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Bladder Cancer

The most common type of bladder cancer is transitional cell carcinoma, which begins in urothelial cells that line the inside of the bladder. Urothelial cells are transitional cells, which are able to change shape and stretch when the bladder is full. This type of cancer is also called urothelial carcinoma. Other types of bladder cancer include squamous cell carcinoma (cancer that begins in thin, flat cells lining the bladder) and adenocarcinoma (cancer that begins in cells that make and release mucus and other fluids).  

 

Risks:

 

Anything that increases your chance of getting a disease is called a risk factor. Having a risk factor does not mean that you will get cancer; not having risk factors doesn't mean that you will not get cancer. Talk to your doctor if you think you may be at risk for bladder cancer. Risk factors for bladder cancer include:  

  • Using tobacco, especially smoking cigarettes.  
  • Having a family history of bladder cancer.  
  • Having certain changes in the genes that are linked to bladder cancer.  
  • Being exposed to certain chemicals in the workplace.  
  • Past treatment with certain anticancer drugs, such as cyclophosphamide orifosfamide, or radiation therapy to the pelvis.  
  • Taking Aristolochia fangchi, a Chinese herb.  
  • Drinking well water that has high levels of arsenic.  
  • Drinking water that has been treated with chlorine.  
  • Having a history of bladder infections, including bladder infections caused bySchistosoma haematobium.  
  • Using urinary catheters for a long time.  
  •  

    Although urinary bladder cancer incidence rates are much higher in whites than in African Americans, mortality rates are only slightly higher, due in large part to the later stage at diagnosis among African Americans. Overall, men are about four times more likely than women to be diagnosed with bladder cancer.  

     

    Symptoms:

     

    These and other signs and symptoms may be caused by bladder cancer or by other conditions. Check with your doctor if you have any of the following: 

  • Blood in the urine (slightly rusty to bright red in color).  
  • Frequent urination.  
  • Pain during urination.  
  • Lower back pain.  
  •  

    The most common sign of bladder cancer is blood in the urine. Bladder cancer is often diagnosed at an early stage, when the cancer is easier to treat. Although there is no standard or routine screening test for bladder cancer, cystoscopy (a procedure used to see inside the urinary bladder and urethra) and urine cytology (a test to look for abnormal cells in urine) are used in patients who have previously had bladder cancer.  

     

    Tests and Detection:

     

    The following tests and procedures may be used:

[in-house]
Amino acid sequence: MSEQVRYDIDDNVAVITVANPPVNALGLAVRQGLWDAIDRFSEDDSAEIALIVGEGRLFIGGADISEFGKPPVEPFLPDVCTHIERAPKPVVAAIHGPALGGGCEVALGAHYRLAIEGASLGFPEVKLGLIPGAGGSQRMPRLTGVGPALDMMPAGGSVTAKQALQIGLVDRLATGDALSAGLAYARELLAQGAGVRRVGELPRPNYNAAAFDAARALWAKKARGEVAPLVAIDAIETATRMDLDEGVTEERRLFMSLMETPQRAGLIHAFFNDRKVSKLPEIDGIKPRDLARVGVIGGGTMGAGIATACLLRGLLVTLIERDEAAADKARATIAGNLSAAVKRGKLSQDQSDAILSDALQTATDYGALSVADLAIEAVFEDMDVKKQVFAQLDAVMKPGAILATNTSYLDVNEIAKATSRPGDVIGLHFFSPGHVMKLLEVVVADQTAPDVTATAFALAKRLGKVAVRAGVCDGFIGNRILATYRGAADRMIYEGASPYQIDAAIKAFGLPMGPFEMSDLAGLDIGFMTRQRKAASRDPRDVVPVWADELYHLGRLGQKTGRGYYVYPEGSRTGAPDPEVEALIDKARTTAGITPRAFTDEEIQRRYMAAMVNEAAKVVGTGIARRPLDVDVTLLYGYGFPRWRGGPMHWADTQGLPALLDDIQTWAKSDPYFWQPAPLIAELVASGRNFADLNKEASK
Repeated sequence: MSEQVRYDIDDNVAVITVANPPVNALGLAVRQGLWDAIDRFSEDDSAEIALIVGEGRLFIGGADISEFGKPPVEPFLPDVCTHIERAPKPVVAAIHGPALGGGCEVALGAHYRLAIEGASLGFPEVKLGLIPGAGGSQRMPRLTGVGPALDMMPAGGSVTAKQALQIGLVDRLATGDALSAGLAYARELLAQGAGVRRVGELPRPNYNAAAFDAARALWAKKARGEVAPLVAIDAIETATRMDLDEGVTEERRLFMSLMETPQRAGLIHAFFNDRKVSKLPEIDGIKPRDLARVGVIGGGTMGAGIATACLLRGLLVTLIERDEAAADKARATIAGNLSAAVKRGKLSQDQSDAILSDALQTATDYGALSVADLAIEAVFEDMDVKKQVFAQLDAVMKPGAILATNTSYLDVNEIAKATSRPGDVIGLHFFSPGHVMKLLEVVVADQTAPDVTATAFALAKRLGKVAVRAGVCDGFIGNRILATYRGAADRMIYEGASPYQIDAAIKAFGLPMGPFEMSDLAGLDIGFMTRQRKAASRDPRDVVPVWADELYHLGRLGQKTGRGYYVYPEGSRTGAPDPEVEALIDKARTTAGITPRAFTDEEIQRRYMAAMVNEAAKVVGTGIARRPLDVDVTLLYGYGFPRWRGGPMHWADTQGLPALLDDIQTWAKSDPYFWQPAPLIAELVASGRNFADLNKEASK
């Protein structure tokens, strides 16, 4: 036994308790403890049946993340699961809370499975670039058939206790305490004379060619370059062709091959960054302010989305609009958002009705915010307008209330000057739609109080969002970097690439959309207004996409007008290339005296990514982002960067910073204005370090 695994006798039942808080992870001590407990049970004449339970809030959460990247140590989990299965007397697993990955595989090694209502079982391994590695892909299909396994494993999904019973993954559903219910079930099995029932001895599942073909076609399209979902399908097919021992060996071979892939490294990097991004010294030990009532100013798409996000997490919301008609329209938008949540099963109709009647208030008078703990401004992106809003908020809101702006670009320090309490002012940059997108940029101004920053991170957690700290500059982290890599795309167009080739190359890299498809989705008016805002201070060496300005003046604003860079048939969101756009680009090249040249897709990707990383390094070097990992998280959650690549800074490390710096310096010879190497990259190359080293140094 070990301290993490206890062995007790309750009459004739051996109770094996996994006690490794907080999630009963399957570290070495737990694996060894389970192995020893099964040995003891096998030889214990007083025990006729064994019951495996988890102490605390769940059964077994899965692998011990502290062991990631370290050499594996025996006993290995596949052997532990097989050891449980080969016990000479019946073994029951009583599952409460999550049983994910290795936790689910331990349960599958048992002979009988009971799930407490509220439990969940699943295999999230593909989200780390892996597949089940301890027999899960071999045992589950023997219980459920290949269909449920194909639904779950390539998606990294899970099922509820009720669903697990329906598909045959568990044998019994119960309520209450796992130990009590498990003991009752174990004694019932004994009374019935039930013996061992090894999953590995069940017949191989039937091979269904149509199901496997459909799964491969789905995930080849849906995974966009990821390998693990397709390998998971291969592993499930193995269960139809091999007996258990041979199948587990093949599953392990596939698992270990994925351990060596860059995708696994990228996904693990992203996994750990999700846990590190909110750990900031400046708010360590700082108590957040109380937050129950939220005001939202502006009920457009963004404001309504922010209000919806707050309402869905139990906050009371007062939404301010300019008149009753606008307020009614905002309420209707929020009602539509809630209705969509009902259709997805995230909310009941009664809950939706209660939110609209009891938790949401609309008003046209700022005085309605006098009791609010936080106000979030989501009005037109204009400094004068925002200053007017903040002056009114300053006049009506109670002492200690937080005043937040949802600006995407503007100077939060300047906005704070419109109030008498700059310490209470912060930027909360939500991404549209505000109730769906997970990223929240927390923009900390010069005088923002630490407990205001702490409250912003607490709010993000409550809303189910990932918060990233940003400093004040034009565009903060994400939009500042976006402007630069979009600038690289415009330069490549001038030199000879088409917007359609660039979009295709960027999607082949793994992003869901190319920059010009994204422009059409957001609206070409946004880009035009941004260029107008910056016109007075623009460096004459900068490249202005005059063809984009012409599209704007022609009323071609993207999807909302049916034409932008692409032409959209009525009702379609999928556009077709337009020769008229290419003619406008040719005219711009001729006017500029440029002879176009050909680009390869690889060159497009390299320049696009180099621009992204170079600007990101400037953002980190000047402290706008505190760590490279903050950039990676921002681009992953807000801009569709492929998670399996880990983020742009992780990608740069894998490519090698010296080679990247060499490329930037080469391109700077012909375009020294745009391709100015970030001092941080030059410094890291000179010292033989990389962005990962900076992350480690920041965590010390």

• Physical exam and history: An exam of the body to check general signs of health, including checking for signs of disease, such as lumps or anything else that seems unusual. A history of the patient’s health habits and past illnesses and treatments will also be taken.  
  • Internal exam: An exam of the vagina and/or rectum. The doctor inserts lubricated, gloved fingers into the vagina and/or rectum to feel for lumps.  
  • Urinalysis: A test to check the color of urine and its contents, such as sugar, protein,red blood cells, and white blood cells.  
  • Urine cytology: A laboratory test in which a sample of urine is checked under amicroscope for abnormal cells.  
  • Cystoscopy: A procedure to look inside the bladder and urethra to check for abnormal areas. A cystoscope is inserted through the urethra into the bladder. A cystoscope is a thin, tube-like instrument with a light and a lens for viewing. It may also have a tool to remove tissue samples, which are checked under a microscope for signs of cancer.  
  • Intravenous pyelogram (IVP):A series of x-rays of the kidneys, ureters, and bladder to find out if cancer is present in these organs. A contrast dye is injected into a vein. As the contrast dye moves through the kidneys, ureters, and bladder, x-rays are taken to see if there are any blockages.  
  • Biopsy: The removal of cells or tissues so they can be viewed under a microscope by apathologist to check for signs of cancer. A biopsy for bladder cancer is usually done during cystoscopy. It may be possible to remove the entire tumor during biopsy.  
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    Treatments:

     

    Different types of treatment are available for patients with bladder cancer. Some treatments are standard (the currently used treatment), and some are being tested in clinical trials. A treatment clinical trial is a research study meant to help improve current treatments or obtain information on new treatments for patients with cancer. When clinical trials show that a new treatment is better than the standard treatment, the new treatment may become the standard treatment. Patients may want to think about taking part in a clinical trial. Some clinical trials are open only to patients who have not started treatment. There are different types of treatment for patients with bladder cancer.  

    Four types of standard treatment are used:  

  • Surgery  
  • Radiation therapy  
  • Chemotherapy  
  • Biologic therapy  
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    To learn more about bladder cancer, please visit The National Cancer Institute .  

     

    Sources:

    http://www.cancer.gov/types/bladder

    http://www.cancer.gov/types/bladder/patient/bladder-treatment-pdq

    http://www.cancer.gov/research/progress/snapshots/bladder

    http://www.cancer.gov/types/bladder/patient/bladder-treatment-pdq

    http://www.cancer.gov/types/bladder/patient/bladder-treatment-pdq#section/_134

     

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